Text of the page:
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Footage allegedly filmed in a South Ossetian detention centre showing prisoners being beaten by security forces has been leaked online, leading to calls for the resignation of the interior and justice ministers.
The videos were posted on Facebook on 22 October by a user under the name Soslan Bibiloa.
The videos came three weeks after reports that prisoners in South Ossetia who were on hunger strike were physically abused by officials.
RFE/RL’s Ekho Kavkaza, reported that the strike that began on 27 September was triggered by the introduction of Russian regulations in South Ossetian prisons. The prisoners’ other concerns included poor sanitary conditions, insufficient time outside their cells, and the limited number of parcels that they could receive from relatives.
Two prisoners required hospitalisation after they were allegedly beaten a day after the prison was visited by parliamentary officials investigating the hunger strike.
So far, neither the Interior Ministry nor the Ministry of Justice of South Ossetia have commented on the footage. Neither replied to a request for comment.
On Tuesday, the speaker of the South Ossetian parliament Alan Tadtaev, told journalists that he had received an appeal from a group of MPs demanding the interior and justice ministers be fired.
According to South Ossetian state-owned news agency RES, the deputies will discuss the motion of no confidence in two ministers at a meeting of the legislative body, possibly on Thursday.
David Sanakoev, a former foreign minister and the leader of the opposition New Ossetia party wrote on Facebook that ‘the current government is trying to completely destroy freedom of speech in the republic’.
‘MPs who signed the appeal on the vote [to oust ministers] have been deprived of the opportunity to speak to the media and explain their position’, said Sanakoev. He added that there had been attempts to pressure deputies to withdraw their appeal.
‘Good conditions have been created for prisoners’
After the reports about prison abuses first broke, South Ossetian Justice Minister Zalina Laliyeva questioned the legitimacy of the hunger strike on 1 October, as she said that the prisoners had not submitted a written notice of the strike to the prison administration. She said that without the notice, she would not recognise the protest as a hunger strike, but rather as a violation of internal prison regulations.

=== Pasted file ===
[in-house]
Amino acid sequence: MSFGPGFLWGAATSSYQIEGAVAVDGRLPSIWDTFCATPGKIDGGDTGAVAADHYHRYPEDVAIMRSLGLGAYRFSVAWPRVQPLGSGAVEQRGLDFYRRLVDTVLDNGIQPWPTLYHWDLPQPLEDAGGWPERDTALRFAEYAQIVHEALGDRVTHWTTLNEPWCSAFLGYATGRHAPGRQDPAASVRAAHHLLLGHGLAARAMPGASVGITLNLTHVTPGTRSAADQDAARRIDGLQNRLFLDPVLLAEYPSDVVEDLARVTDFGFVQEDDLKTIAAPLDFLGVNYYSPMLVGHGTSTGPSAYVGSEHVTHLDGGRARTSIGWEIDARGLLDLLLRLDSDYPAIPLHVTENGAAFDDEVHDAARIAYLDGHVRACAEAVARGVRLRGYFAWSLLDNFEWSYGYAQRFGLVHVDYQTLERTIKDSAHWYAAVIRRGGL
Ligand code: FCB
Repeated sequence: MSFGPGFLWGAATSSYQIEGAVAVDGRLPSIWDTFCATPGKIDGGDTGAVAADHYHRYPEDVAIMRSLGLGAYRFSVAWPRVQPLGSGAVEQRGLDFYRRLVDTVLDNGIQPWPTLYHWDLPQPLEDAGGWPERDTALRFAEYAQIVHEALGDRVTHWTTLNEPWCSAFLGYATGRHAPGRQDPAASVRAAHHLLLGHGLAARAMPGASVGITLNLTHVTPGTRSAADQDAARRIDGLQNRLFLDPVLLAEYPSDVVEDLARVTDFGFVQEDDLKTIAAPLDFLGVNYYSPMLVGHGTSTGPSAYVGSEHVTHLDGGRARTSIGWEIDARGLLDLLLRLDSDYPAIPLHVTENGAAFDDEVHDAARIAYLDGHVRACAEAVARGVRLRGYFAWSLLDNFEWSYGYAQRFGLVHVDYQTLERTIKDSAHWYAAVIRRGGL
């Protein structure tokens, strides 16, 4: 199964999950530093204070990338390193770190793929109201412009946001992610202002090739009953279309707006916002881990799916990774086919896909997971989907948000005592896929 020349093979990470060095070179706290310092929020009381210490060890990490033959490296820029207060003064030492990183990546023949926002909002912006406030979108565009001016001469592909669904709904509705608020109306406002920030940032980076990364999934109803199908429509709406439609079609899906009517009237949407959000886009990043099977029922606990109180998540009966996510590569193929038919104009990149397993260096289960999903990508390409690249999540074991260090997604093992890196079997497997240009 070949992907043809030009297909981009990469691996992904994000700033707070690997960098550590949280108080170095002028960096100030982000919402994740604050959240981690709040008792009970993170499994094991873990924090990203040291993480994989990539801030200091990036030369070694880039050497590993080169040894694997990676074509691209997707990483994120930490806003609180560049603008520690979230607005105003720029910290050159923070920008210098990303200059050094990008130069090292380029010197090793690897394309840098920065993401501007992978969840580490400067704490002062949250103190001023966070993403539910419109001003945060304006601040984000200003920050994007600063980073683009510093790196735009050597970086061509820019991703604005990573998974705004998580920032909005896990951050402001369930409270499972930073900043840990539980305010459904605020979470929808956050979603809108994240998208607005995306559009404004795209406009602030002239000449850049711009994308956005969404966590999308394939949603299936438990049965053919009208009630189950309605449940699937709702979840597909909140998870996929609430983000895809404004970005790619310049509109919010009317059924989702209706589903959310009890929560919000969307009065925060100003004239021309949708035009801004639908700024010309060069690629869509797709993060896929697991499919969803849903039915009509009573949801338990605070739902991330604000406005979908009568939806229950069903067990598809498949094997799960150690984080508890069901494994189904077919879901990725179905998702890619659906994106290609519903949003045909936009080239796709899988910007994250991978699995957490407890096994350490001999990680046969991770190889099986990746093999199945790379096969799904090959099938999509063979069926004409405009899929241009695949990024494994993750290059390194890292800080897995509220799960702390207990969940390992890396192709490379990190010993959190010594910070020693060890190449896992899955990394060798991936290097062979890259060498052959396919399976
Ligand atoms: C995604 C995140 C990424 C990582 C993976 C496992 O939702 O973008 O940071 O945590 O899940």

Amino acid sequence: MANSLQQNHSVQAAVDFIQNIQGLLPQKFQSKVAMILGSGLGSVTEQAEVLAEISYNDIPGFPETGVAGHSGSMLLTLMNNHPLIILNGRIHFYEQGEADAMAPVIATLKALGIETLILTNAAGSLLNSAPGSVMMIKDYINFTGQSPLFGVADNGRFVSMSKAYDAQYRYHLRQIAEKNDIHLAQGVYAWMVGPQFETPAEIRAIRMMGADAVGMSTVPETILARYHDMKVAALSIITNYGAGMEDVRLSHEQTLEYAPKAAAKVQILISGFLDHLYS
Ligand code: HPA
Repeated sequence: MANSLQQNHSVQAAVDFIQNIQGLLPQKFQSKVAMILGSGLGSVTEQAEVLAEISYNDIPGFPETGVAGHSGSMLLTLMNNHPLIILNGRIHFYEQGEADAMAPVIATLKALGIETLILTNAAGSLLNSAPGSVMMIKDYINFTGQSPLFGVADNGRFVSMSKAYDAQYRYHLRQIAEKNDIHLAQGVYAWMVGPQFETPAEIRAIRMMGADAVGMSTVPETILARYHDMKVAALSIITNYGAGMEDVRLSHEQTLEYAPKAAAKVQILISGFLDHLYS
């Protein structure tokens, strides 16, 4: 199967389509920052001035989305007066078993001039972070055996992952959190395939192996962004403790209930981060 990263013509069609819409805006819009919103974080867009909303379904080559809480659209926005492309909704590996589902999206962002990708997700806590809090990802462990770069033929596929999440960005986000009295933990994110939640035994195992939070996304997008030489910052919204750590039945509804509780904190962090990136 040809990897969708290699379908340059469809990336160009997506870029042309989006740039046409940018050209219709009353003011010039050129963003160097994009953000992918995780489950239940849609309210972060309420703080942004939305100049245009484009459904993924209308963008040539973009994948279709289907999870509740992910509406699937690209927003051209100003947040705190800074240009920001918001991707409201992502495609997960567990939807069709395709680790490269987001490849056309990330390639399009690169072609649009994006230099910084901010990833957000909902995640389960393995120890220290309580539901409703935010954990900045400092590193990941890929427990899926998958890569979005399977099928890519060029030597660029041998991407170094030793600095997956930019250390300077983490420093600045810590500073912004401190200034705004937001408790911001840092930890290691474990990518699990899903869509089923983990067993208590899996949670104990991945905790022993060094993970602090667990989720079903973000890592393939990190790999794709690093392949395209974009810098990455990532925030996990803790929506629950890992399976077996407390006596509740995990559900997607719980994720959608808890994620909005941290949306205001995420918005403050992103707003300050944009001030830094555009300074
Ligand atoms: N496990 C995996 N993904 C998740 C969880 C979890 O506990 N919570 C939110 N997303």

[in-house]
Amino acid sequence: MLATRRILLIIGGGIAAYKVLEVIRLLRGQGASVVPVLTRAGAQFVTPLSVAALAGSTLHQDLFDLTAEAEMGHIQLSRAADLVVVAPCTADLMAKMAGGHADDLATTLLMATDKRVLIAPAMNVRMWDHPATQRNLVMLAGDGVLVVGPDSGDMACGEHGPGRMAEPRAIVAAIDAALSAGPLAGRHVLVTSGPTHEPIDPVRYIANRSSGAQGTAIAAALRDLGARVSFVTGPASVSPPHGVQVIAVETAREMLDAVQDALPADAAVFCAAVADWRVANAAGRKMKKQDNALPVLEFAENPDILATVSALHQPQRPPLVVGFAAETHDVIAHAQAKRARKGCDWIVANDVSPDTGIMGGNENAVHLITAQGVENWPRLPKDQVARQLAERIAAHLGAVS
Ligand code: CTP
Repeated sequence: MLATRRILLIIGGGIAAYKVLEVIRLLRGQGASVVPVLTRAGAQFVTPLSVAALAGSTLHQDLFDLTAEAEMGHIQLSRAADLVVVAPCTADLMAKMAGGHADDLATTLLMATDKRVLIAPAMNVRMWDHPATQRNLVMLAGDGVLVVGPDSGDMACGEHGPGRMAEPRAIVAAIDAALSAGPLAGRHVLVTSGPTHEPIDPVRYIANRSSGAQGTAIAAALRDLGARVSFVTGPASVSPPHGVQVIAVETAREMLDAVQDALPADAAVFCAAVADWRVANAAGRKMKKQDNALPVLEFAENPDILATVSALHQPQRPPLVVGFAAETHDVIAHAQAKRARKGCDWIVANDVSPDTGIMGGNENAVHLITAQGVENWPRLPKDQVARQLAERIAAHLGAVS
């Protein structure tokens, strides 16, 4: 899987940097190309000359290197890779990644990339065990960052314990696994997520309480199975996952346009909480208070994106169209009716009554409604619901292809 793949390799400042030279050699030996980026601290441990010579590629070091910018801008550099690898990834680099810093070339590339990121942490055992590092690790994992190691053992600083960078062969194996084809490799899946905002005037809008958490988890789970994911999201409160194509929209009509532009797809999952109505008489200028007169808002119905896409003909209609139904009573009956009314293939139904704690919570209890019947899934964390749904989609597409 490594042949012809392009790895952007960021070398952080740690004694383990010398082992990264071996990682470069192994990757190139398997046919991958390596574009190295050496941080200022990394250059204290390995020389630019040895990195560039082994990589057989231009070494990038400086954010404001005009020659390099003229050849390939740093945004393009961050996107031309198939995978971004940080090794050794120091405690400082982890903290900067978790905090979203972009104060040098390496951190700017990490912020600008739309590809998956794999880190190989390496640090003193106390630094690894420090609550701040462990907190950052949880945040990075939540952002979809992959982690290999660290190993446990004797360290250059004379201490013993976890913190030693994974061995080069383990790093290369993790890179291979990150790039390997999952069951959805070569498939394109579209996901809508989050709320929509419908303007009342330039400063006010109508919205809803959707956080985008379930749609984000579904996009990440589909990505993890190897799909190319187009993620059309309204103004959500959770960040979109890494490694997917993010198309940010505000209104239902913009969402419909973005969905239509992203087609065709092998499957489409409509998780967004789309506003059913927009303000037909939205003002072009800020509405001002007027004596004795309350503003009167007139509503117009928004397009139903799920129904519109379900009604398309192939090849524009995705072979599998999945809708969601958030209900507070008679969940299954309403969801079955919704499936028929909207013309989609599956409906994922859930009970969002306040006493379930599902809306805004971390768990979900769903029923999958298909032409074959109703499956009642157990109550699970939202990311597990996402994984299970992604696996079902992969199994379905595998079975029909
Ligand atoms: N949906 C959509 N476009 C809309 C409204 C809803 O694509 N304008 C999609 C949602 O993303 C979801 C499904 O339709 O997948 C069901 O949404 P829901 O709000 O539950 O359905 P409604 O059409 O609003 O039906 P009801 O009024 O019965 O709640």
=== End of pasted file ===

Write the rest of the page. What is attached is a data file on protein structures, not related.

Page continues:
She added that they were conducting an internal investigation into the matter.
Laliyeva said that they had carried out ‘successful reforms’ in order to meet the requirements of Russian legislation. She said that this included dividing the prison into maximum security and a general prison regime, receiving more equipment for the dining room, and improved medical assistance.
‘Good conditions have been created for [the prisoners]’, Laliyeva said.
After the reports of violence against the hunger strikers, RES reported that the South Ossetian parliament had instructed the Prosecutor’s Office to look into the allegations.
In a parliamentary session, the Speaker Alan Tadtaev said that he and other members of parliament had visited the prison twice in the week after the initial reports of prisoners going on hunger strike.
He added that MPs visited the dining room and that ‘nobody can say that it was dirty’.
‘The prisoners were dissatisfied with the work of the cook, but during our visit, she had already been suspended. In two days we solved the reported problems’, Tadtaev said. ‘We didn’t have to go there at all, just write a letter to the Prosecutor General’s Office asking him to check and take measures.’
He also said that despite the ‘improvements’ the prisoners continued their hunger strike.
‘Their conditions improved, their complaints were heard, measures were taken, but they themselves do not want to meet them and continue to starve’, he said. ‘They must understand that this is not a resort, but a prison.’
As for the reported abuse of prisoners, Deputy Chairman of the Parliament Alik Pliev said that if the allegations could be proven, the perpetrators should be held accountable.
‘If this information is confirmed, then whoever gave such an order should be punished by the law. You cannot beat people. We do not use torture. If a prisoner has violated something, you can put him into solitary confinement’, Pliev said.
MP Ivan Slanov suggested that independent medical examinations be carried out on the prisoners, to ascertain whether they were beaten or not.
For ease of reading, we choose not to use qualifiers such as ‘de facto’, ‘unrecognised’, or ‘partially recognised’ when discussing institutions or political positions within Abkhazia, Nagorno-Karabakh, and South Ossetia. This does not imply a position on their status.